I say all of this as someone who adopted smartphones very early. I was provided with a Windows Mobile smartphone for work in about 2006 or so, and it was designed to help me keep in touch with things while out and about – I worked for London Underground at the time, and would often be out on the system dealing with something. It was quite something to see what these devices could do, and for several years, I was a big fan of Windows Mobile, especially the devices with fold-out keyboards. These devices really were a convenience boon and suited me perfectly, especially because back then no-one had quite worked out how to monetise them and extract personal data off them to sell stuff to you. That, unfortunately, came later with Android and iOS. I was very disappointed that Windows Mobile died as an OS, and smartphones soon became dystopian privacy nightmares that were deliberately designed to take over your life. I’m scared that most people aren’t bothered by this, and don’t seem to mind that they’re being constantly monetised by big corporations with absolutely no morals. We’re constantly sold the convenience of smartphones, while incredibly rich people laugh at us for getting hooked on their systems. If you want a frightening read on this subject, try “The Age of Surveillance Capitalism” by Shoshana Zuboff. If you have any sense, you’ll destroy your phone immediately and go and live in a shack in the woods. Unfortunately, I don’t think this book will ever get a particularly wide readership as it’s absolutely massive, and quite hard going to plough through, but perhaps a more accessible alternative is Jaron Lanier’s “Ten Arguments for Deleting Your Social Media Accounts Right Now”. He’s worked in high up positions for tech companies, and very tellingly doesn’t use social media himself.

The COVID pandemic has been made more dystopian to me by the extensive use of mobile phone check-ins for track and trace purposes and also the use of vaccine status apps, all of which have absolutely horrific privacy implications, and I don’t feel were ever necessary. We briefly had an incredibly botched and heavy-handed vaccine passport scheme here in Scotland, but for the few times I had to prove my status, I used a printed paper copy. No way was I putting the Scottish Government’s woefully compromised and unfit-for-purpose app on my phone. It genuinely scares me that so many people don’t seem to grasp the problems inherent in governments tracking your movements and storing data on you, as you only need to look at the absolutely brutal way the Chinese government is behaving at the moment. Why we voluntarily allow faceless corporations and governments to hoover up information about everything we do and everywhere we go is completely beyond me, and it genuinely worries me how far this will go before people realise just how much they’ve been conned, manipulated and controlled.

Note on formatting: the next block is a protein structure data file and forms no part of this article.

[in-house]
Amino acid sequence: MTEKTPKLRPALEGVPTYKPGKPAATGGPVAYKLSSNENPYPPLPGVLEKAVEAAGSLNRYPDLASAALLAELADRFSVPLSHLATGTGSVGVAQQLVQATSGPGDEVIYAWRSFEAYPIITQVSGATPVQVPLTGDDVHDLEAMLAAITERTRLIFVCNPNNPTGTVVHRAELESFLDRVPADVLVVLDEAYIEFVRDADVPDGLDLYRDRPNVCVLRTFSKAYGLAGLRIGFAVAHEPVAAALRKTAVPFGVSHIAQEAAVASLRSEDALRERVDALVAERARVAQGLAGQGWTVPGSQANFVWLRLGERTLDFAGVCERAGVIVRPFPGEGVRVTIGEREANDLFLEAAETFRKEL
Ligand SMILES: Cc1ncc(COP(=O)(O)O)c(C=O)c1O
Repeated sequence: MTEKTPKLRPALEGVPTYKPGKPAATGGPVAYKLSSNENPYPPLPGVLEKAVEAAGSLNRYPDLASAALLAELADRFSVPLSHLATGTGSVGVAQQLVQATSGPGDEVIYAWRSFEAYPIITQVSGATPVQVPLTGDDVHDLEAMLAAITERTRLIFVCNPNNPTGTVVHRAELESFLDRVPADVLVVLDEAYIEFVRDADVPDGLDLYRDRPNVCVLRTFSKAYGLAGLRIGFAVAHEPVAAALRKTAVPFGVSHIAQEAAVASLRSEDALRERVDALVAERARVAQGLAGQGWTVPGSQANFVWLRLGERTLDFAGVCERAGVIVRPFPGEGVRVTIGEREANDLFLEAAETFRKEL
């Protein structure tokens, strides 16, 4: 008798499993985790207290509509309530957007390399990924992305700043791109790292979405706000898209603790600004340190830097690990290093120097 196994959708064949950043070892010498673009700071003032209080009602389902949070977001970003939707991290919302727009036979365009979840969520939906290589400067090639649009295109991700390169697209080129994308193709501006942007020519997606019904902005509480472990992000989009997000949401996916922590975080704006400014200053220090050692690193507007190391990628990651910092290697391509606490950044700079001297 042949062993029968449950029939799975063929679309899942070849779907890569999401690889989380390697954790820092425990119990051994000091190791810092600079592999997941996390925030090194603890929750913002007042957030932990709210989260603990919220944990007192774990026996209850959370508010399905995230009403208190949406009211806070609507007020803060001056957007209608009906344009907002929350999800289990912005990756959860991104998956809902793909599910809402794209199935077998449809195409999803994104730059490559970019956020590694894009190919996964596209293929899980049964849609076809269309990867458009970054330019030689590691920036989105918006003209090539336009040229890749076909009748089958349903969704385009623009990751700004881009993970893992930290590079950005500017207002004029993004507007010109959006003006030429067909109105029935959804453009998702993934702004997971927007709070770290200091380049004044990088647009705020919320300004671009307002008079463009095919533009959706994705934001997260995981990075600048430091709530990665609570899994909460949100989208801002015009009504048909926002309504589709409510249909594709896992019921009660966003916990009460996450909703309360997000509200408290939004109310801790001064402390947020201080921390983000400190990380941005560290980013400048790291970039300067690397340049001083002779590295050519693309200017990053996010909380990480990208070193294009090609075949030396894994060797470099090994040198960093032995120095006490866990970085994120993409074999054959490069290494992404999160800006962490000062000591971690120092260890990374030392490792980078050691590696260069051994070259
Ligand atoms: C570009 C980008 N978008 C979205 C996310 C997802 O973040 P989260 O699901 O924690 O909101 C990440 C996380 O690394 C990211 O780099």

I was around for the early days of the Internet, and in the late nineties it was a genuine revolution. So many exciting things happened. Within a few years, though, it really had rotted into something utterly ghastly. I’m really glad that writing my magazine column led me to look at things from a different angle, and grateful that a phone specifically designed to be non-addictive has helped me re-engage with the offline world.